17. 17. Goals for OONI • Make a something Open Source and publish the raw data collected • Have hackers write code and sociologist write reports ;)Sunday, September 4, 2011
  18. 18. Filtering detection techniques • High risk and Active • request for certain “bad” resources (test censorship lists) • keyword injection • anything that may trigger DPI devices • Low risk and Active • TTL walking • Network latency • Passive • In the future proxooni to proxy traffic with a SOCKS proxy and detect anomalies as the user does his normal internet activitiesSunday, September 4, 2011
  19. 19. Fingerprinting of the application • Most existing tools that we audited leak who they are • In OONI reports will only be submitted over TorSunday, September 4, 2011
  20. 20. The scientific method • Control • What you know is a good result • It can also be a request done over Tor • Experiment • Check if it matches up with the result • If it does not there is an anomaly that must be exploredSunday, September 4, 2011
  21. 21. Brief excursus on censorship in the WorldSunday, September 4, 2011
  22. 22. Syria: BlueCoat • They are using commerical bluecoat devices • Anonymous Telecomix contributors produced a good analysisSunday, September 4, 2011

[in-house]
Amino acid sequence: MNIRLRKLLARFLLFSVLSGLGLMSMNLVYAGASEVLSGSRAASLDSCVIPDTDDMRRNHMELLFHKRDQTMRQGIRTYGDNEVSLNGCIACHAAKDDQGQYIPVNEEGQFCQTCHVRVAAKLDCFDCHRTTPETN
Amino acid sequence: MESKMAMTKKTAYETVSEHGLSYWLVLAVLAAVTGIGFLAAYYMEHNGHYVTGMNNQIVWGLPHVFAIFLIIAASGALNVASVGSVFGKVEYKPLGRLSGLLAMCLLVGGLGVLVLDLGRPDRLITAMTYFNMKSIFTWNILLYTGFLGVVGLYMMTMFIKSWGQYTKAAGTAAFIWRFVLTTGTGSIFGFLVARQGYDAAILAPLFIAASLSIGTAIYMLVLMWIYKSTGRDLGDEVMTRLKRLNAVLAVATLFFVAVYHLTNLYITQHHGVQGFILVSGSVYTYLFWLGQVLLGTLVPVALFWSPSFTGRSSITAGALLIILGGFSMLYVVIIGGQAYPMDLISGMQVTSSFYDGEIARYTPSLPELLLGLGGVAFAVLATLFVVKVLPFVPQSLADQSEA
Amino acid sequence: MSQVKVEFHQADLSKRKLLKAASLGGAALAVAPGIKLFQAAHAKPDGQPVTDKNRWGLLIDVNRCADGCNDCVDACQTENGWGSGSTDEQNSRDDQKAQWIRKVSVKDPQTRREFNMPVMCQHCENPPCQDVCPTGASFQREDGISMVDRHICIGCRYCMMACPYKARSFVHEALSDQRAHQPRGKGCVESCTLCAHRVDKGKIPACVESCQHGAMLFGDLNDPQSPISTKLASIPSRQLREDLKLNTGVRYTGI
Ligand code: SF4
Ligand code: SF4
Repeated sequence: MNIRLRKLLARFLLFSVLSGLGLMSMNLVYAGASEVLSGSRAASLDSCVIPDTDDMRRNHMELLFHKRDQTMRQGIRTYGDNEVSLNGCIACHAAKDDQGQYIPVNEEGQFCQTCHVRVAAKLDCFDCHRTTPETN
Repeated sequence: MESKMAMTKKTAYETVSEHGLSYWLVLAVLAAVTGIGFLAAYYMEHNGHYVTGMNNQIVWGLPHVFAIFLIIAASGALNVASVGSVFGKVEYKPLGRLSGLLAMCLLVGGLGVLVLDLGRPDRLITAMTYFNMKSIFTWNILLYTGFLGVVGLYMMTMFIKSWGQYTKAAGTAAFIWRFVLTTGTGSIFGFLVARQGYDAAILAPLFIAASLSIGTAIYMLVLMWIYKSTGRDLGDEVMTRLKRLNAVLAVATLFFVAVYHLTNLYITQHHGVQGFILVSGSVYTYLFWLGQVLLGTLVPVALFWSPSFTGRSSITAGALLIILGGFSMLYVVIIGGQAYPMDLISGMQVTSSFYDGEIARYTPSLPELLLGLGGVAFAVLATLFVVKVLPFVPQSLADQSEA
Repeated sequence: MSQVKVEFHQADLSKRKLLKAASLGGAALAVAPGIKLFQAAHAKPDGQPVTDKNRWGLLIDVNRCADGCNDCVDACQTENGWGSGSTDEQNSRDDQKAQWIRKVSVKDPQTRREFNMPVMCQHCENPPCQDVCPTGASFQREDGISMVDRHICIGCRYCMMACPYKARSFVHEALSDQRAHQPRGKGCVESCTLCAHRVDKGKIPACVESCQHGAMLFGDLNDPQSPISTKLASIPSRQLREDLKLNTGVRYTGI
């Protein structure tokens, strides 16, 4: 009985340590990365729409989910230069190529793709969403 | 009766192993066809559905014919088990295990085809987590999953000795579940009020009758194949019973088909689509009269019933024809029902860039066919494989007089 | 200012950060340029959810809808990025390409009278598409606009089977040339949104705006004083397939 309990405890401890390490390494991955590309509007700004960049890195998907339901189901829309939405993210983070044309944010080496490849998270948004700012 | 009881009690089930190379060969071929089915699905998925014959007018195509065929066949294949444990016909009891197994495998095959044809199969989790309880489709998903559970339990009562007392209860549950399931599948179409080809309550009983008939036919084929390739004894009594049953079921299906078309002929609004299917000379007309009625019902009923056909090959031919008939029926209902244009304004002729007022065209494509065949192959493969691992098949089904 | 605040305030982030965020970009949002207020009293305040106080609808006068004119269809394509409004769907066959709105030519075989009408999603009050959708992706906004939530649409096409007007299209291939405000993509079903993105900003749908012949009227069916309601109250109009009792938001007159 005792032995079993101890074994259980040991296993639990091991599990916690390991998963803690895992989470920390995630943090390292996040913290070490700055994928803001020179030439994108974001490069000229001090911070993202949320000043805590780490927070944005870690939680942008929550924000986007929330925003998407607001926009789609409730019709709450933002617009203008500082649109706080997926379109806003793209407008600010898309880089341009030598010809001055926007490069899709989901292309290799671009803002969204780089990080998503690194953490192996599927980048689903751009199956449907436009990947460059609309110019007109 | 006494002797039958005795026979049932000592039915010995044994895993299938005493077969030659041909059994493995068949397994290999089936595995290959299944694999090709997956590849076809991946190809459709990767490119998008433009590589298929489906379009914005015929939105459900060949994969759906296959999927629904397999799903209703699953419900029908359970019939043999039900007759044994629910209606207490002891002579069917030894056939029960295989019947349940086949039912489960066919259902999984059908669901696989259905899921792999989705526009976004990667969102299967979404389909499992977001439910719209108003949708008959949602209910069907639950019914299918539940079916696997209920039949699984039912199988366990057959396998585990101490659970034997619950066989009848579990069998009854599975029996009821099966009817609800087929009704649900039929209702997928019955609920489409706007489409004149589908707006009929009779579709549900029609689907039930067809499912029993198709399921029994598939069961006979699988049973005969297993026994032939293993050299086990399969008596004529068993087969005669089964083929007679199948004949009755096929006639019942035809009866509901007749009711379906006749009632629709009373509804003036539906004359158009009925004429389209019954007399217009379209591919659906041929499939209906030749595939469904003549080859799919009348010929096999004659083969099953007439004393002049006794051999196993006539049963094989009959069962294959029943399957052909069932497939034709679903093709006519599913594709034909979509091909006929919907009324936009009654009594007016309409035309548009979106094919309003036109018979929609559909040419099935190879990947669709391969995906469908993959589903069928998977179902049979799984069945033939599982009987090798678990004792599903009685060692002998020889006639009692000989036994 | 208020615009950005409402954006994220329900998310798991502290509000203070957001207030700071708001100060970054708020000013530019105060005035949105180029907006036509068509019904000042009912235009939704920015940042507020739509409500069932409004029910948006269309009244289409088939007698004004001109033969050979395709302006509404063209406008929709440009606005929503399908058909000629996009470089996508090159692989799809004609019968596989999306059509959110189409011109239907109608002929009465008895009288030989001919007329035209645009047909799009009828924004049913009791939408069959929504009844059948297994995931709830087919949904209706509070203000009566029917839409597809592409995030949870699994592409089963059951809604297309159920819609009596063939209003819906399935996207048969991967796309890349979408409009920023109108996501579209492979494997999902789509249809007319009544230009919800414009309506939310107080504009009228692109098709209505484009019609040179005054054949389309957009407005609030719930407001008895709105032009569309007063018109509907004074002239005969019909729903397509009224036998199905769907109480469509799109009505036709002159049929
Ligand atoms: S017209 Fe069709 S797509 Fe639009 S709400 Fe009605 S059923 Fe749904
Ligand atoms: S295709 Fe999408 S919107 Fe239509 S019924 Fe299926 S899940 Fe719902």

23. 23. Syria: BlueCoat • SERVER is located outside Syria • CLIENT1 is located inside Syria • CLIENT connects to SERVER port 5060, no connection • CLIENT connects to SERVER port 443, connection works • CLIENT connects to SERVER port 80, the headers in the response are rewrittenSunday, September 4, 2011
  24. 24. Syria: BlueCoat GET /HTTP/1.1 Host: SERVER User-Agent: Standard-browser-User-Agent Accept: text/html,etc. Accept-Encoding: gzip,deflate,sdch Accept-Language: en-US,en;q=0.8 Accept-Charset: ISO-8859-1,utf-8;q=0.7,*;q=0.3 X-Forwarded-For: CLIENT Cache-Control: max-stale=0 Connection: Keep-Alive X-BlueCoat-Via: 2C044BEC00210EB6Sunday, September 4, 2011
  25. 25. Syria: BlueCoat • More details and funness to come in the following days ;)Sunday, September 4, 2011
  26. 26. Funny ⅖ Off Topic discovery • Who has ever used a captive portal? • Skype makes you pay access with it’s credit • It has problems doing login • It uses a captive portalSunday, September 4, 2011
  27. 27. Sunday, September 4, 2011
  28. 28. IranSunday, September 4, 2011
  29. 29. Iran • Nokia has reportedly sold equipment to the Iranian government. It helps wiretap, track, and crush dissenting members of Iranian society. Nokia claims that this is ethical because they were forced to put legal intercepts into their products by the West.Sunday, September 4, 2011
  30. 30. Italy • Currently two methods are being used: • DNS based • ISP level blacklistingSunday, September 4, 2011
  31. 31. Sunday, September 4, 2011
  32. 32. libero.itSunday, September 4, 2011
  33. 33. Free communications • Are something that is important to the progress of humanity.Sunday, September 4, 2011
  34. 34. Questions?Sunday, September 4, 2011
  35. 35. Sunday, September 4, 2011